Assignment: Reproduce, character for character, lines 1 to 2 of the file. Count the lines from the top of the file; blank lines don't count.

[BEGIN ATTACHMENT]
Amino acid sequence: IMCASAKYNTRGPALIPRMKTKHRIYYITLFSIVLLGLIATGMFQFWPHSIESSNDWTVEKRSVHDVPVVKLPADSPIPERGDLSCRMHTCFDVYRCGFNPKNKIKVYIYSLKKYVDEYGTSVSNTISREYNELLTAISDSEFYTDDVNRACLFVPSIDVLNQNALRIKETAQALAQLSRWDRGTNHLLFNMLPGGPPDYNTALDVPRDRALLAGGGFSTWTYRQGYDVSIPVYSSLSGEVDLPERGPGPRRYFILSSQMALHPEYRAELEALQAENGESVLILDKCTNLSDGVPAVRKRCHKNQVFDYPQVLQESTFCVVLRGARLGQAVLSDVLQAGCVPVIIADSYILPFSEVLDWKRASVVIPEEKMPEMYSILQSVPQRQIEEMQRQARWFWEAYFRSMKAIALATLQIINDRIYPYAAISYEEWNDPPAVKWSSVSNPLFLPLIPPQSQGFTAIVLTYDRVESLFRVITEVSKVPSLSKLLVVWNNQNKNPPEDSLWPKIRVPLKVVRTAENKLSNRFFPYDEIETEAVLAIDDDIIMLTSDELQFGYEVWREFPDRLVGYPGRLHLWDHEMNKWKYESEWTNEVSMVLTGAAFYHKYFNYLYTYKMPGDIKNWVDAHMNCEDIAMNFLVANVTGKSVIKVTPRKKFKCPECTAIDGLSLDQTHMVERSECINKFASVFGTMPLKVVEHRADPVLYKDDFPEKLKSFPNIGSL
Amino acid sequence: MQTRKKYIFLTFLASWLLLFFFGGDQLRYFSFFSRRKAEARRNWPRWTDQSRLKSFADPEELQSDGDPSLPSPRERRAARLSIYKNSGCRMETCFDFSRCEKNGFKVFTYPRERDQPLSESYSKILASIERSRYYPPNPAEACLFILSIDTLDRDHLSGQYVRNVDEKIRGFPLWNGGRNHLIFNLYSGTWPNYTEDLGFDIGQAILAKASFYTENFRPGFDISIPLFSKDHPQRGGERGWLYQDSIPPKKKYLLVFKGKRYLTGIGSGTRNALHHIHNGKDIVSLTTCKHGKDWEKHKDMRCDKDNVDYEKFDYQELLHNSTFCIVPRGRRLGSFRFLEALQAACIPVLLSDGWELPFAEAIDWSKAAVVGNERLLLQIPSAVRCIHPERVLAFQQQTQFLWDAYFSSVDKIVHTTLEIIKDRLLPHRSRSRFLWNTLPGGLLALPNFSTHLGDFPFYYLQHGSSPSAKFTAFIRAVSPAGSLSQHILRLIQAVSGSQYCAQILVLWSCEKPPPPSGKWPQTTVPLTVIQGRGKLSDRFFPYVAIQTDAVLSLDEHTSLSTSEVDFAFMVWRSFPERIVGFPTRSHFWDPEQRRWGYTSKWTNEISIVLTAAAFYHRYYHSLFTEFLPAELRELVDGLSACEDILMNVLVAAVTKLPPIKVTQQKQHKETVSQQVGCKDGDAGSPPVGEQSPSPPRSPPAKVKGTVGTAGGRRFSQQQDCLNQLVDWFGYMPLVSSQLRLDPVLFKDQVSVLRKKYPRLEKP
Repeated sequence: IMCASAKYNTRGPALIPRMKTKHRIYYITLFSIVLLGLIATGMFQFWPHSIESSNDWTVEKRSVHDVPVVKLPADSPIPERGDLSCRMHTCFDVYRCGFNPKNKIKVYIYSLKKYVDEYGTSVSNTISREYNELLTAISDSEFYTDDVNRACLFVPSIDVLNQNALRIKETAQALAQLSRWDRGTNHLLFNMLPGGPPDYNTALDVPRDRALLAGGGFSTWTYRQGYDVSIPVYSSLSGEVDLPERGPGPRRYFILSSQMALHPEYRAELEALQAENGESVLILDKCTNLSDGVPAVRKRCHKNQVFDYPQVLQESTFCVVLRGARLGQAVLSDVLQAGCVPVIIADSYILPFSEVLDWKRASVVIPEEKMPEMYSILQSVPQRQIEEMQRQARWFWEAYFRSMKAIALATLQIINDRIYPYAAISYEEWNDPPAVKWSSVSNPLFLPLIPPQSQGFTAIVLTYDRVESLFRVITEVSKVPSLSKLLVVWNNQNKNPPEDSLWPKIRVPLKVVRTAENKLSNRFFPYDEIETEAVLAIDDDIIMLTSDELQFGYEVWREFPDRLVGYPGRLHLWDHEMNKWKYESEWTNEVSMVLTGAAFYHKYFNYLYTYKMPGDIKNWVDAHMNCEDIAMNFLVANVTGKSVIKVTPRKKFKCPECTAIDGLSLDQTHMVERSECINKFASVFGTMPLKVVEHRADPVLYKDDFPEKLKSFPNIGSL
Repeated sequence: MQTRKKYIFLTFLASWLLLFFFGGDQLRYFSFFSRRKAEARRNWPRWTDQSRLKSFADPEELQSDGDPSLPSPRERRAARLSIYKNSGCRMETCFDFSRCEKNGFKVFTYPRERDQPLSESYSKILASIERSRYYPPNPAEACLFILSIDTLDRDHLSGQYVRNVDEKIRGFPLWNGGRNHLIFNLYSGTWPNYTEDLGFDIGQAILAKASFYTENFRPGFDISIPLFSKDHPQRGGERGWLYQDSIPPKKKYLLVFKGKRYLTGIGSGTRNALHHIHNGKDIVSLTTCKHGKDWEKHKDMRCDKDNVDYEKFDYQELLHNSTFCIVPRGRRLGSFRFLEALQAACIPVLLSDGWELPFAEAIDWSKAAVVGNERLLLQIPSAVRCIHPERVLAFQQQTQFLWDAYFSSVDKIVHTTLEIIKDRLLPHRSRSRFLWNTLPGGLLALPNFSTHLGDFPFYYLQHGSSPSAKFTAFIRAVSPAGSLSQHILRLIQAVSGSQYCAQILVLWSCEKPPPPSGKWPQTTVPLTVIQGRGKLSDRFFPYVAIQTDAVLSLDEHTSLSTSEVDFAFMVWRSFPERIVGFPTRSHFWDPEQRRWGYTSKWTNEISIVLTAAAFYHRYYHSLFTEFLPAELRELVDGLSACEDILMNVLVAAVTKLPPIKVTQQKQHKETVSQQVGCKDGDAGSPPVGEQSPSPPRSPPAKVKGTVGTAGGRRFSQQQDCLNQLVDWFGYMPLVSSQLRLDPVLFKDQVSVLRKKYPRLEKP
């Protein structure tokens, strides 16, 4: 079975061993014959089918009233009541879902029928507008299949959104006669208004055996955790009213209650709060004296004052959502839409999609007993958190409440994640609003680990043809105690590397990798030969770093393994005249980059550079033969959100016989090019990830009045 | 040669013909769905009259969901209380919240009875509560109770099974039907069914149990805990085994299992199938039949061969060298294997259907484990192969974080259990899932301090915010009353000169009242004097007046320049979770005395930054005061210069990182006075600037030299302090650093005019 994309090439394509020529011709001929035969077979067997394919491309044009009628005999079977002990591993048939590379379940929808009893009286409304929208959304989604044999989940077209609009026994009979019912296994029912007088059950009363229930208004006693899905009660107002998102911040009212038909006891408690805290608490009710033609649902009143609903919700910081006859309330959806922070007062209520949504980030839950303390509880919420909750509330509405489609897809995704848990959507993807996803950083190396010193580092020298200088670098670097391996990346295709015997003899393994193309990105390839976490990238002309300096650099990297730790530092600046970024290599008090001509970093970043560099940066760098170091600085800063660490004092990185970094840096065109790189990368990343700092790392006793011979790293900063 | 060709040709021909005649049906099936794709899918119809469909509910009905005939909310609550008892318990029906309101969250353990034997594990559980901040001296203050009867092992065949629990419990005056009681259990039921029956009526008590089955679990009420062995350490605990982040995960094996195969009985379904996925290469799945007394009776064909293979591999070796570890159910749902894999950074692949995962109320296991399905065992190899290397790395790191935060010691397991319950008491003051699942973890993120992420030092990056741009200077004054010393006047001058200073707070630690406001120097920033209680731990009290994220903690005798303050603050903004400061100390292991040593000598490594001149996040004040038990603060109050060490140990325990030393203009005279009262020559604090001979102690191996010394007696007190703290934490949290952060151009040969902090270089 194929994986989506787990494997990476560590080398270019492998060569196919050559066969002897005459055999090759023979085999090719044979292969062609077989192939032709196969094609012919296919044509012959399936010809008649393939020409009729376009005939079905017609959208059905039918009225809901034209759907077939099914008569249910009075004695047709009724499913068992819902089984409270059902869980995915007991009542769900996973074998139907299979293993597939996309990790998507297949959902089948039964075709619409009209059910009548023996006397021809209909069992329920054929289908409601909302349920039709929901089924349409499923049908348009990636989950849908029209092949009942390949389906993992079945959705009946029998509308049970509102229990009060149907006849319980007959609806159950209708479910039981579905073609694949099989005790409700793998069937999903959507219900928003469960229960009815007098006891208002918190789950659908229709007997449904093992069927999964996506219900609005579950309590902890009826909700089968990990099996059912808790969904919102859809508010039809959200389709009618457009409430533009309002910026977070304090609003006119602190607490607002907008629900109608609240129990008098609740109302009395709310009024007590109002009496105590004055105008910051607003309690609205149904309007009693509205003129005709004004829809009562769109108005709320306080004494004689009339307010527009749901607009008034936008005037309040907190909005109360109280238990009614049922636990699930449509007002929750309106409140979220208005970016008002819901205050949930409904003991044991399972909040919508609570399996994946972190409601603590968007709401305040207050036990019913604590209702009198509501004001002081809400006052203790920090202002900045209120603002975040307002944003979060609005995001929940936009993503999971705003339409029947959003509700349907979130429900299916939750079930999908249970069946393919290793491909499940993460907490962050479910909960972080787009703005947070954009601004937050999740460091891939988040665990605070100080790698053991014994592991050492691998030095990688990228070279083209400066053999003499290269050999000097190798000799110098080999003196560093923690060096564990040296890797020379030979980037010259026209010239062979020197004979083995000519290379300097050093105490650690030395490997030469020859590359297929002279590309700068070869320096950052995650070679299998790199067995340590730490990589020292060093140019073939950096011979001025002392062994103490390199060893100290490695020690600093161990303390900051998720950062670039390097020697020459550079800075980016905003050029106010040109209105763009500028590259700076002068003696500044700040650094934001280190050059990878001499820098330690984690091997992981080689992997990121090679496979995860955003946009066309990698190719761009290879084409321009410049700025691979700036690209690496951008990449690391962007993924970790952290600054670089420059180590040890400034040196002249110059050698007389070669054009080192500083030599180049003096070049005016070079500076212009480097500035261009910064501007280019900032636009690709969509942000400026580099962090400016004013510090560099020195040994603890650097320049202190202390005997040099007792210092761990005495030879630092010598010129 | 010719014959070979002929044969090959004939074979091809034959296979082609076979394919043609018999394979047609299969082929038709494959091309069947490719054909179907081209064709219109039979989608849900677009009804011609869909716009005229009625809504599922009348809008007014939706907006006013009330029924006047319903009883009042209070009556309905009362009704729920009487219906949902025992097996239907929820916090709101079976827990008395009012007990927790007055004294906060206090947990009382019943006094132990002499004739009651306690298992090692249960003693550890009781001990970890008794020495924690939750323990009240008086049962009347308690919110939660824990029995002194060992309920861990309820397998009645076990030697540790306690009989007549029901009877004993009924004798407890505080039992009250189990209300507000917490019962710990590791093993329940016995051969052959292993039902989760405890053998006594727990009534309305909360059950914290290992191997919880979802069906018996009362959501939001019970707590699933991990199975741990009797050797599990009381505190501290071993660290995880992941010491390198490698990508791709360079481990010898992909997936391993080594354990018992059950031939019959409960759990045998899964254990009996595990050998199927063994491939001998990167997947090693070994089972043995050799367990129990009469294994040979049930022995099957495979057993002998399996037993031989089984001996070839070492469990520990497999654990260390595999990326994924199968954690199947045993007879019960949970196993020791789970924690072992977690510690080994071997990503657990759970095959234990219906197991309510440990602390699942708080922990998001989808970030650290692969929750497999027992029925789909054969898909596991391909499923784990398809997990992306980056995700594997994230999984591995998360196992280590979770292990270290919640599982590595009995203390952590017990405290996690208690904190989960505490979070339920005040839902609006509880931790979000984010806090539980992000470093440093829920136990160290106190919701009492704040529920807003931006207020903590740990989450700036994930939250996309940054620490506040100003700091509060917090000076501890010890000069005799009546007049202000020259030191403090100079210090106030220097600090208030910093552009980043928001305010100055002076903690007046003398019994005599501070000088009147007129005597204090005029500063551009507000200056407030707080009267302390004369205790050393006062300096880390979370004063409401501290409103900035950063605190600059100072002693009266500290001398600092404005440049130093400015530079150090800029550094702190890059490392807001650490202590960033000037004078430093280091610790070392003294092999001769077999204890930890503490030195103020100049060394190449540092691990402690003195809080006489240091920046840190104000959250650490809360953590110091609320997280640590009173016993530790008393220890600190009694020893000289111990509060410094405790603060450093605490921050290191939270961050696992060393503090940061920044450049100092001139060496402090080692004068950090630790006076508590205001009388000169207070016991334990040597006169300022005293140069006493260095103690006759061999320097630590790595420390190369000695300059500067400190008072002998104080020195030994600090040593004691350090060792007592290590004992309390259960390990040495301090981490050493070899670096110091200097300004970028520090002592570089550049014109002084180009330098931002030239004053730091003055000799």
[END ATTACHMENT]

Amino acid sequence: IMCASAKYNTRGPALIPRMKTKHRIYYITLFSIVLLGLIATGMFQFWPHSIESSNDWTVEKRSVHDVPVVKLPADSPIPERGDLSCRMHTCFDVYRCGFNPKNKIKVYIYSLKKYVDEYGTSVSNTISREYNELLTAISDSEFYTDDVNRACLFVPSIDVLNQNALRIKETAQALAQLSRWDRGTNHLLFNMLPGGPPDYNTALDVPRDRALLAGGGFSTWTYRQGYDVSIPVYSSLSGEVDLPERGPGPRRYFILSSQMALHPEYRAELEALQAENGESVLILDKCTNLSDGVPAVRKRCHKNQVFDYPQVLQESTFCVVLRGARLGQAVLSDVLQAGCVPVIIADSYILPFSEVLDWKRASVVIPEEKMPEMYSILQSVPQRQIEEMQRQARWFWEAYFRSMKAIALATLQIINDRIYPYAAISYEEWNDPPAVKWSSVSNPLFLPLIPPQSQGFTAIVLTYDRVESLFRVITEVSKVPSLSKLLVVWNNQNKNPPEDSLWPKIRVPLKVVRTAENKLSNRFFPYDEIETEAVLAIDDDIIMLTSDELQFGYEVWREFPDRLVGYPGRLHLWDHEMNKWKYESEWTNEVSMVLTGAAFYHKYFNYLYTYKMPGDIKNWVDAHMNCEDIAMNFLVANVTGKSVIKVTPRKKFKCPECTAIDGLSLDQTHMVERSECINKFASVFGTMPLKVVEHRADPVLYKDDFPEKLKSFPNIGSL
Amino acid sequence: MQTRKKYIFLTFLASWLLLFFFGGDQLRYFSFFSRRKAEARRNWPRWTDQSRLKSFADPEELQSDGDPSLPSPRERRAARLSIYKNSGCRMETCFDFSRCEKNGFKVFTYPRERDQPLSESYSKILASIERSRYYPPNPAEACLFILSIDTLDRDHLSGQYVRNVDEKIRGFPLWNGGRNHLIFNLYSGTWPNYTEDLGFDIGQAILAKASFYTENFRPGFDISIPLFSKDHPQRGGERGWLYQDSIPPKKKYLLVFKGKRYLTGIGSGTRNALHHIHNGKDIVSLTTCKHGKDWEKHKDMRCDKDNVDYEKFDYQELLHNSTFCIVPRGRRLGSFRFLEALQAACIPVLLSDGWELPFAEAIDWSKAAVVGNERLLLQIPSAVRCIHPERVLAFQQQTQFLWDAYFSSVDKIVHTTLEIIKDRLLPHRSRSRFLWNTLPGGLLALPNFSTHLGDFPFYYLQHGSSPSAKFTAFIRAVSPAGSLSQHILRLIQAVSGSQYCAQILVLWSCEKPPPPSGKWPQTTVPLTVIQGRGKLSDRFFPYVAIQTDAVLSLDEHTSLSTSEVDFAFMVWRSFPERIVGFPTRSHFWDPEQRRWGYTSKWTNEISIVLTAAAFYHRYYHSLFTEFLPAELRELVDGLSACEDILMNVLVAAVTKLPPIKVTQQKQHKETVSQQVGCKDGDAGSPPVGEQSPSPPRSPPAKVKGTVGTAGGRRFSQQQDCLNQLVDWFGYMPLVSSQLRLDPVLFKDQVSVLRKKYPRLEKP